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Published Tuesday 25 Aug 2020

Capital & Coast DHB and the Mental Health, Addictions & Intellectual Disability Service (MHAIDS) today welcomed the Chief Ombudsman’s OPCAT report into five mental health units around the country.

The DHB and MHAIDS acknowledged the Ombudsman’s findings in regards to their unit – Te Whare o Matairangi (TWOM) – and also provided clarity on a number of issues outlined in the report.

“TWOM has 30 bedrooms – plus two additional rooms which are able to be used for seclusion or sensory modulation when absolutely necessary,” said MHAIDS general manager Nigel Fairley.

“During periods of high occupancy, these rooms can be used in a non-restrictive way to accommodate and support clients appropriately and safely to prevent time spent in a less safe environment – such as an ED or uncontained community setting.

“We also recognise that work is needed to address TWOM’s high occupancy, while also understanding that high occupancy is a national – rather than regional – issue indicative of increasing demand on acute mental health services across the country.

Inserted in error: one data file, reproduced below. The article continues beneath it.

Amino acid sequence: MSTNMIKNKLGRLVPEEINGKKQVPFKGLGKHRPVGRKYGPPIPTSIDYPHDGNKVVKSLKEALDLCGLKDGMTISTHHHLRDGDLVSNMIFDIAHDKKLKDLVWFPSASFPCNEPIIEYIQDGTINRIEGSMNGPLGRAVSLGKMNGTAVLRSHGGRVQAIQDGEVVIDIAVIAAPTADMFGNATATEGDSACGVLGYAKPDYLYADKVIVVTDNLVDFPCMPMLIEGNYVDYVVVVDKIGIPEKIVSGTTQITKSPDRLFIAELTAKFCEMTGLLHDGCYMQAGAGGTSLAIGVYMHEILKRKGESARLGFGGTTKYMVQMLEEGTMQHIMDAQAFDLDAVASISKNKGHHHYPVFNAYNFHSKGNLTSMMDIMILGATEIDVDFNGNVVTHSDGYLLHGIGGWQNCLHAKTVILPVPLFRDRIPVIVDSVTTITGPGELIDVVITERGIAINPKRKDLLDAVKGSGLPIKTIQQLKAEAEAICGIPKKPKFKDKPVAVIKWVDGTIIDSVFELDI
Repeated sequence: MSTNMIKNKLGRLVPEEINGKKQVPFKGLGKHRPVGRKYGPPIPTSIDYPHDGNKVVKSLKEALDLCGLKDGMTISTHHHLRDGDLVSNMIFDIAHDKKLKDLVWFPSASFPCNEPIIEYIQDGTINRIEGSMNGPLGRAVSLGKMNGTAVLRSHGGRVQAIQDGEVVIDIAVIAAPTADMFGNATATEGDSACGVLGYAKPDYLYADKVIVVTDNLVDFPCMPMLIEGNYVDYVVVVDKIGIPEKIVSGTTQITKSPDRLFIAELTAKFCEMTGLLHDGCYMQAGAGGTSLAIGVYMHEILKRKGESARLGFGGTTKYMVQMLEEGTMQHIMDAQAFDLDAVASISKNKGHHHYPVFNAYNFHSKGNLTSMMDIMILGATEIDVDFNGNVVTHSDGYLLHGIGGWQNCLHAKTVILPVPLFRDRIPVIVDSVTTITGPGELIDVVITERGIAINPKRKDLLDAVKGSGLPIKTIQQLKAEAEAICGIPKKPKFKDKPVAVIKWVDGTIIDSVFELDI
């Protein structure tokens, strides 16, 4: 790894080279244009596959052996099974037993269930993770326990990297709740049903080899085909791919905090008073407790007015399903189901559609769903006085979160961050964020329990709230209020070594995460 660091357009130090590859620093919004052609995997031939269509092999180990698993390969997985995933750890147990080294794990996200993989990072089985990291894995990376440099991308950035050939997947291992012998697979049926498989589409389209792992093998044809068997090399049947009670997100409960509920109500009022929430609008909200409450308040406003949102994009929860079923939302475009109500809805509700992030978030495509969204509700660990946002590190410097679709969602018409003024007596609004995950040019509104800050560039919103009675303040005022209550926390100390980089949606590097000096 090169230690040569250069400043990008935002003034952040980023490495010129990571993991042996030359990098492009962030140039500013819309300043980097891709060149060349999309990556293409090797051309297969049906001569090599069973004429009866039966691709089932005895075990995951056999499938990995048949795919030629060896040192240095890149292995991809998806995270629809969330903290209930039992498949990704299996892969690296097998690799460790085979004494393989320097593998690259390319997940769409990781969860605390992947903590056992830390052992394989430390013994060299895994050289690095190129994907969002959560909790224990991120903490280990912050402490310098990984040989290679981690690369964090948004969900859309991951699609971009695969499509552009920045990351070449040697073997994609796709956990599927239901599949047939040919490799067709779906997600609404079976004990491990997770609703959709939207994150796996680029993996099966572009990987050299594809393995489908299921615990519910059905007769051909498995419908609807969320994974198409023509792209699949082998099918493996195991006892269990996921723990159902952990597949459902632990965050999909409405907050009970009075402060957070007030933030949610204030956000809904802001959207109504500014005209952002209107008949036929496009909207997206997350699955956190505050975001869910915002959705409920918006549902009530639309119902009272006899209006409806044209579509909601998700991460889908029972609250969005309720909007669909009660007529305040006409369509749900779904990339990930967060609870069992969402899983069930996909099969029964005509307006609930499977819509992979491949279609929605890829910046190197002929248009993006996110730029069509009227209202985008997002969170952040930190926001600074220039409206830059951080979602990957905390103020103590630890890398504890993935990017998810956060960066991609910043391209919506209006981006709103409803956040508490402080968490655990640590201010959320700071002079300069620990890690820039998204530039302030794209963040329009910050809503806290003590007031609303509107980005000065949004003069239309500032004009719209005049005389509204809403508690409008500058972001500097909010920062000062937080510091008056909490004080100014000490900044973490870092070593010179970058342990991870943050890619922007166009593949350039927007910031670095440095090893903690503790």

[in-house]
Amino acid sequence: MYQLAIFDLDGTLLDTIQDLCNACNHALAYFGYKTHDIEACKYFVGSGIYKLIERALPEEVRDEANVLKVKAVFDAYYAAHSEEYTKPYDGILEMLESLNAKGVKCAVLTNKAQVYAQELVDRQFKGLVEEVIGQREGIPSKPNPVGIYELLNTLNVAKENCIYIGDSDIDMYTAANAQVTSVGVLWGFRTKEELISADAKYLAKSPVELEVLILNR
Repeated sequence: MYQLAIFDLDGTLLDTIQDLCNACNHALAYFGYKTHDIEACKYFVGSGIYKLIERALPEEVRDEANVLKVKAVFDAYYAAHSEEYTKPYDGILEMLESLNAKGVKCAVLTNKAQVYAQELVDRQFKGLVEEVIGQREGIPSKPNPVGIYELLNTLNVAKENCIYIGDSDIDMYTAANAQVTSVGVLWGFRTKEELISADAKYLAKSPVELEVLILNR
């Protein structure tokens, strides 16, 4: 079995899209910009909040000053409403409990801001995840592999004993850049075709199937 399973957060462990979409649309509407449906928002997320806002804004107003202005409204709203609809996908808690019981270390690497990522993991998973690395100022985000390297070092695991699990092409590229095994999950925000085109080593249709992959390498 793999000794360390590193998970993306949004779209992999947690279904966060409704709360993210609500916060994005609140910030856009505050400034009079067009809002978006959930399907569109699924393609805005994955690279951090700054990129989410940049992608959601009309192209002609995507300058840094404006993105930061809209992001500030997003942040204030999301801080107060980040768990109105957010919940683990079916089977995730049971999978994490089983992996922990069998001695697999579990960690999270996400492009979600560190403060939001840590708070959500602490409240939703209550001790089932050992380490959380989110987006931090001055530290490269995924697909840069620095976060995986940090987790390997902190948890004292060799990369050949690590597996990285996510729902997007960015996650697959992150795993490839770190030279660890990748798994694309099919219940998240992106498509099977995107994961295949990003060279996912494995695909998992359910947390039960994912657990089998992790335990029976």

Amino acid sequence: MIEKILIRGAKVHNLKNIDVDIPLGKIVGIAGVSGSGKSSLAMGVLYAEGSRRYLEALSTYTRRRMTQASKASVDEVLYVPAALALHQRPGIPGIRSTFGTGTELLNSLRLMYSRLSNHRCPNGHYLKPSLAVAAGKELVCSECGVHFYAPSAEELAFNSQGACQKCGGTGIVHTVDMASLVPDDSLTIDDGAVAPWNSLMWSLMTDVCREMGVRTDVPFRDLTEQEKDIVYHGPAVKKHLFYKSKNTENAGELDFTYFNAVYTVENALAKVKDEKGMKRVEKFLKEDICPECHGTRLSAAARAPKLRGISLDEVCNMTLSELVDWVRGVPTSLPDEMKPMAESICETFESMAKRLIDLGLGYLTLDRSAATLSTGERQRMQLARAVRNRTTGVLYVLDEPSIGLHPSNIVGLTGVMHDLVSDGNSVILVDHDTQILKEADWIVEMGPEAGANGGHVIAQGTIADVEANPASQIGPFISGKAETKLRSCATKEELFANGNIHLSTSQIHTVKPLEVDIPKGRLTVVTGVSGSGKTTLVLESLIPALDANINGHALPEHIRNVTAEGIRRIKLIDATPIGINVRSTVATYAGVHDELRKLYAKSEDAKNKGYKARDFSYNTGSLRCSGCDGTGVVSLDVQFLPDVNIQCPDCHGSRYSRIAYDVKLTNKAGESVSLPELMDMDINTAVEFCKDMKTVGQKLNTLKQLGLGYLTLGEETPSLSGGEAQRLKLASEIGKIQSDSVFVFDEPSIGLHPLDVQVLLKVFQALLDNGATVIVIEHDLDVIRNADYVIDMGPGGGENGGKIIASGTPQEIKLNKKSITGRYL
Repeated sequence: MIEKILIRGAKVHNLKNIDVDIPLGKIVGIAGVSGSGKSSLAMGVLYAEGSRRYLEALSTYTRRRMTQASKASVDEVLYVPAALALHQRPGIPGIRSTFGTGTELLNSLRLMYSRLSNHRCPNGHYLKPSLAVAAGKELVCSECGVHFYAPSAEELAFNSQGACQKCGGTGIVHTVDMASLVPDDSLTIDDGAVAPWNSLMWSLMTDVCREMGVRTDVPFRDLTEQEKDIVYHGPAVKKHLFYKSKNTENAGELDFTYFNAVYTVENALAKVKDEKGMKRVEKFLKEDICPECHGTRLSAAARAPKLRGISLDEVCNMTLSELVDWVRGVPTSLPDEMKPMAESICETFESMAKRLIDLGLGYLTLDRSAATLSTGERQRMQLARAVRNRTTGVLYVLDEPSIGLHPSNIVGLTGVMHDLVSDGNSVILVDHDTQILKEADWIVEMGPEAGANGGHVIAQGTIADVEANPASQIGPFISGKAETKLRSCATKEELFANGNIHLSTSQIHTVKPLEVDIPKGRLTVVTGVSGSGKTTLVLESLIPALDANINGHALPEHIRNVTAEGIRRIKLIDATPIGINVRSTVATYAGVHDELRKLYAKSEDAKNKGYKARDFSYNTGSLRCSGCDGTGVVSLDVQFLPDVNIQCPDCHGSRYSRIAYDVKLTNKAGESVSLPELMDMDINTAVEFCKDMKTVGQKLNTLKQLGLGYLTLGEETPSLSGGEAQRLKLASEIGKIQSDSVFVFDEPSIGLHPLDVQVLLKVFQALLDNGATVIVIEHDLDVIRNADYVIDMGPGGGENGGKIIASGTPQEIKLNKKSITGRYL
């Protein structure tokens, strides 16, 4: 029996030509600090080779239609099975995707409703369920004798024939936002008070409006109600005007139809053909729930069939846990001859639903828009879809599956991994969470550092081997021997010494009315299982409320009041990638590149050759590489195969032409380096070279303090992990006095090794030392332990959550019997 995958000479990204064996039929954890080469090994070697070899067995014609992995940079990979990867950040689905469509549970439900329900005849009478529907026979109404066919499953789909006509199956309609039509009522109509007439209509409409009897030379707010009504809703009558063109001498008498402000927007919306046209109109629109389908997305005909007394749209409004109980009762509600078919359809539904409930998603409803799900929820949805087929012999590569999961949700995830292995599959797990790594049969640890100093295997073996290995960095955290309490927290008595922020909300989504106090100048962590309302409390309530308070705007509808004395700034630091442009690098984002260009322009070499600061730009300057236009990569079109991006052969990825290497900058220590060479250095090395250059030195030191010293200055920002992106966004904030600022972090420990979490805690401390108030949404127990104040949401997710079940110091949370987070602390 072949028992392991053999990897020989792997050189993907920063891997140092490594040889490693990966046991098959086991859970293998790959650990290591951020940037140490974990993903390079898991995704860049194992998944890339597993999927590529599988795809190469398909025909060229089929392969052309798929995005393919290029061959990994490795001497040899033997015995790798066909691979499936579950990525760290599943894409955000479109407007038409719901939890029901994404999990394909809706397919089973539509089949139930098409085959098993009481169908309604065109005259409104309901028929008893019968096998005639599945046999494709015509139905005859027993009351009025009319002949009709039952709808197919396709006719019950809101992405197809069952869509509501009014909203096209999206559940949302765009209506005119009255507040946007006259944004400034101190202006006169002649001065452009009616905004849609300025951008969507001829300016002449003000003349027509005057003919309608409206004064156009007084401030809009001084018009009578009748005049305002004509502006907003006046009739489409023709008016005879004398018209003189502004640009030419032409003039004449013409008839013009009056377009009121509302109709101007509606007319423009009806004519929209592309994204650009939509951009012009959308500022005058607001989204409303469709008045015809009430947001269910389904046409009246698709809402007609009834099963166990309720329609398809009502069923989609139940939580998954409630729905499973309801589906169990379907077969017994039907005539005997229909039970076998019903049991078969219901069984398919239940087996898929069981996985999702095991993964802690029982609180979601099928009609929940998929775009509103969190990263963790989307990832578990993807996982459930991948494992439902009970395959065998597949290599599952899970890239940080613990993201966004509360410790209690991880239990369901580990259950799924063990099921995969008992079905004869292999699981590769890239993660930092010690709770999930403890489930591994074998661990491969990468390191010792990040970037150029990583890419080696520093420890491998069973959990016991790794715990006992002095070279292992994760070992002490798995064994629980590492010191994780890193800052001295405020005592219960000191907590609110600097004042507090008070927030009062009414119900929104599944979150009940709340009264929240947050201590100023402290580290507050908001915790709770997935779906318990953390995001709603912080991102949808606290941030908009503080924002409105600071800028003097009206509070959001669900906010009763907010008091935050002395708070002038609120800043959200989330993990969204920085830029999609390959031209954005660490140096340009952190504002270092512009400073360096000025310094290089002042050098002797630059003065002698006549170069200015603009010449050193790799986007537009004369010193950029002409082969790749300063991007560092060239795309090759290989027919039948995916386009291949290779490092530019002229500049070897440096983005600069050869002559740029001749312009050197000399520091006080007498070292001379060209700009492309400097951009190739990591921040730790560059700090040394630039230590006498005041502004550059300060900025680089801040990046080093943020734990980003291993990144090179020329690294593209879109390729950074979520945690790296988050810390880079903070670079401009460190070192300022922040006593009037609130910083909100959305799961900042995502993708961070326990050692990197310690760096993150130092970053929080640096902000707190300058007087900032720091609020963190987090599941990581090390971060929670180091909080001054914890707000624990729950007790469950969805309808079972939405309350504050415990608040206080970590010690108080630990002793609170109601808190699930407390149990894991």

TWOM’s design ensures clients are appropriately accommodated at all times. Clinical staff undertake a comprehensive risk assessment to ensure clients can be cared for. Staff then support clients in clinical and non-clinical areas specifically-designed to support clinical care.

“It should also be clarified that additional security staff have not been engaged to increase staff ratios but, rather to provide a sense of security for unit staff and clients. These roles are guided by a clear role description setting out expectations and requirements.”

MHAIDS has made significant progress on implementing the Ombudsman’s previous recommendations – including ensuring safe staffing levels and mix of disciplines, ongoing staff training and upskilling, and providing appropriate access to a phone.

MHAIDS also acknowledges challenging factors that have affected other recommendations – such as pressure from nationally-increasing demand on mental health services and ongoing discussions around whether, or how best to, implement a recommendation to the greatest effect.

“MHAIDS works hard to strike a balance between supporting and treating clients with complex conditions, while ensuring the safety and protection of other vulnerable clients and staff.

We welcome the recommendations, and a significant amount of work is underway to address the issues identified. We thank the Chief Ombudsman for his recommendations and remain committed to improving outcomes for our clients.”

Media contact: Chas Te Runa – 027 230 9571